As will be seen, the circuit shown in FIG. 8 is symmetrical in that the lines 226 and 252 have the same connections and the lines 228 and 254 have the same connections. As a result, the discussion above with respect to the application of a signal of low amplitude on the line 226 is applicable to the application of a signal of low amplitude on the line 252. Similarly, the discussion above with respect to the application of a signal of low amplitude on the line 228 is also applicable to the application of a signal of low amplitude on the line 254.

The invention described above has certain important advantages. It provides for the reading of binary coded information from the memory 10 by the fast port 18 at the same time that binary coded information is read from, or written into, the memory 10 by the slow port 12. The simultaneous read/write action is obtained by the fast port 18 and the slow port 12 without any interference between the actions of the fast and slow ports. This results from the operation of the circuitry shown in FIG. 4 and described above. Actually, both the fast port 18 and the slow port 12 may simultaneously read the same bit of information from the memory.

The invention described above also has other important advantages. It provides for the reading of binary coded information by the fast port 18 on a synchronous basis with signals from the clock signal generator 30 but provides for the reading or writing of binary coded information by the slow port 12 on an asynchronous basis relative to the clock signals. This synchronous-asynchronous relationship between the operation of the fast port 18 and the slow port 12 is especially significant because the reading of binary coded information from the fast port 18 occurs at a high frequency such as approximately one hundred and twenty five megahertz (125 Mhz).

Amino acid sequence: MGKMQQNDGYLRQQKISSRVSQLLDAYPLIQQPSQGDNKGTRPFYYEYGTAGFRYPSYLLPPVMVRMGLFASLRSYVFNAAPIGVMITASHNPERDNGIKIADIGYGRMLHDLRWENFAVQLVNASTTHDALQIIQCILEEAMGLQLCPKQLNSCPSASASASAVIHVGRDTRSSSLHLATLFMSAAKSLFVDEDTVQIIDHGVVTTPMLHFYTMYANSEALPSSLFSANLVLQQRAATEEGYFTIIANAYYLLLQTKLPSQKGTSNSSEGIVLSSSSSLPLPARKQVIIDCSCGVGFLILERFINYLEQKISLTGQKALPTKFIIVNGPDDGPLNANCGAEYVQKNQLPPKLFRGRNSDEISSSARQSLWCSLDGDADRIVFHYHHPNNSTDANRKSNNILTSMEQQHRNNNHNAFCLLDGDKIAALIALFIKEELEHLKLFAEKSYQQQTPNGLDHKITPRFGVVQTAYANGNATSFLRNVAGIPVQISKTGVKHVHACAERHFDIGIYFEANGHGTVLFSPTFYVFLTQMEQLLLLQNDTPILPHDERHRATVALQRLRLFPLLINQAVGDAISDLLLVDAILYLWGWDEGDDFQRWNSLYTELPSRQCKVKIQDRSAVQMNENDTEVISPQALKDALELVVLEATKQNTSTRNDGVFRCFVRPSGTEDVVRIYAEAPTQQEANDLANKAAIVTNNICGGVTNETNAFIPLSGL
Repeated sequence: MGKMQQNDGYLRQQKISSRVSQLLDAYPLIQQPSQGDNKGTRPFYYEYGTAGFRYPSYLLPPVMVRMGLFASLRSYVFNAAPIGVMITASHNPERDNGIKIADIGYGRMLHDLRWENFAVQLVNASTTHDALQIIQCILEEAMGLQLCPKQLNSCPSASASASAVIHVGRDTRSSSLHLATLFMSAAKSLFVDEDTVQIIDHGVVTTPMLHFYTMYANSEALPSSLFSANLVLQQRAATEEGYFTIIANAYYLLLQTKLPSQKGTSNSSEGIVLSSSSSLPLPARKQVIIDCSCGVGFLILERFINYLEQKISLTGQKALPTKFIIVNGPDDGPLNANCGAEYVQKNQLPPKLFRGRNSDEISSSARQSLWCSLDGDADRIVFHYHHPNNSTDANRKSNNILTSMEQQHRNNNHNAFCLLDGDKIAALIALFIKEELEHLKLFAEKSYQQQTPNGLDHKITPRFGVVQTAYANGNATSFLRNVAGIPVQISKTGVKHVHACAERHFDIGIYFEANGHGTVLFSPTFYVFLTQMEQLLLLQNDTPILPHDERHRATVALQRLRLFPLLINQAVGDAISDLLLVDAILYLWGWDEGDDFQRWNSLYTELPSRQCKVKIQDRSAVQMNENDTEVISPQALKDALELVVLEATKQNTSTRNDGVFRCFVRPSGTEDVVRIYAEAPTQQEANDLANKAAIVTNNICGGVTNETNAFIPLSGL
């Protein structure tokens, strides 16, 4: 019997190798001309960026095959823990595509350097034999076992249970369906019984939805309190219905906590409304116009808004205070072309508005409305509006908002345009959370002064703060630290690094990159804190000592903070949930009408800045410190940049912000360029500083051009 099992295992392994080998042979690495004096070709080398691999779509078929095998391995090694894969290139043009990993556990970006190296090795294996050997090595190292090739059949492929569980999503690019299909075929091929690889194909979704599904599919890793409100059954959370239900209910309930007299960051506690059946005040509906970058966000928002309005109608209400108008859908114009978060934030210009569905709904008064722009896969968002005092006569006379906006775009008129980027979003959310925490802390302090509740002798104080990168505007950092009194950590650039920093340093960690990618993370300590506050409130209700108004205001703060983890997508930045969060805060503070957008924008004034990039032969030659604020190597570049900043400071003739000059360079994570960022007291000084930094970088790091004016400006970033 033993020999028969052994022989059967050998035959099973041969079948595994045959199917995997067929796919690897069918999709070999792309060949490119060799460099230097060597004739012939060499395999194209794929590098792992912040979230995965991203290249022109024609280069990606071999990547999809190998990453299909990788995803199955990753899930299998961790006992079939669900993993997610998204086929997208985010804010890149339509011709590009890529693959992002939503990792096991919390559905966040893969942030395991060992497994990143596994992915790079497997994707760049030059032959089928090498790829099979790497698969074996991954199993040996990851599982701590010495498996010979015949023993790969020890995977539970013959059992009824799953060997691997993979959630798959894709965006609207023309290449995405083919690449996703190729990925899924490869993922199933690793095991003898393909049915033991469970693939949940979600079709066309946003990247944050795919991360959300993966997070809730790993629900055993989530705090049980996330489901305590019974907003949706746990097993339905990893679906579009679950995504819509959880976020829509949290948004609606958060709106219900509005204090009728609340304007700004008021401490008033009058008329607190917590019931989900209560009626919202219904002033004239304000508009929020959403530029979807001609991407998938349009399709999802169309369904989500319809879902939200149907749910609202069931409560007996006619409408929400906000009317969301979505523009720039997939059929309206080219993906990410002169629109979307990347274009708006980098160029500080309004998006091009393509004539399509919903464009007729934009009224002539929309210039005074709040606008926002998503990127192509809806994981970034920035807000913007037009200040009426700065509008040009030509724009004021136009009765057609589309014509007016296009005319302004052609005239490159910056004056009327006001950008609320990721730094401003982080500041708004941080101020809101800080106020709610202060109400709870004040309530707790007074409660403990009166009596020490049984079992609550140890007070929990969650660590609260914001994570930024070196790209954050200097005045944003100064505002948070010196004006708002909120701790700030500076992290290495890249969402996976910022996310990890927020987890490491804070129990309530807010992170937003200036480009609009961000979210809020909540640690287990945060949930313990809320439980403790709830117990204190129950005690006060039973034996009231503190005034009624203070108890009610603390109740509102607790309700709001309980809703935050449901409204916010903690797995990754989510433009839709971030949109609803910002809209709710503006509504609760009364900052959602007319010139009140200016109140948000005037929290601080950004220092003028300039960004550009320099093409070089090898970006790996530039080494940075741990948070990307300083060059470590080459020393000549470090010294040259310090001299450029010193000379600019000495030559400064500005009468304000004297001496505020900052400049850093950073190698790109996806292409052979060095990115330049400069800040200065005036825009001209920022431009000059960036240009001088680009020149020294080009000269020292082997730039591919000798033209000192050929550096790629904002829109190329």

The operation of the fast port 18 also offers other important advantages in addition to those specified above. For example, the fast port 18 reads binary coded information from the random access memory 10 in each half cycle of the synchronizing signals 50 and 52 shown in FIG. 3. The fast port 18 samples, in a first stage, first bits of such binary coded information in the negative half cycles of the synchronizing signals 50 and evaluates the sampled information in the positive half cycles of the synchronizing signals. The fast port 18 samples, in a second stage identical in construction to the first stage, second bits of such binary coded information in the positive half cycles of the synchronizing signals 52 and evaluates the sampled information in the negative half cycles of the synchronizing signals.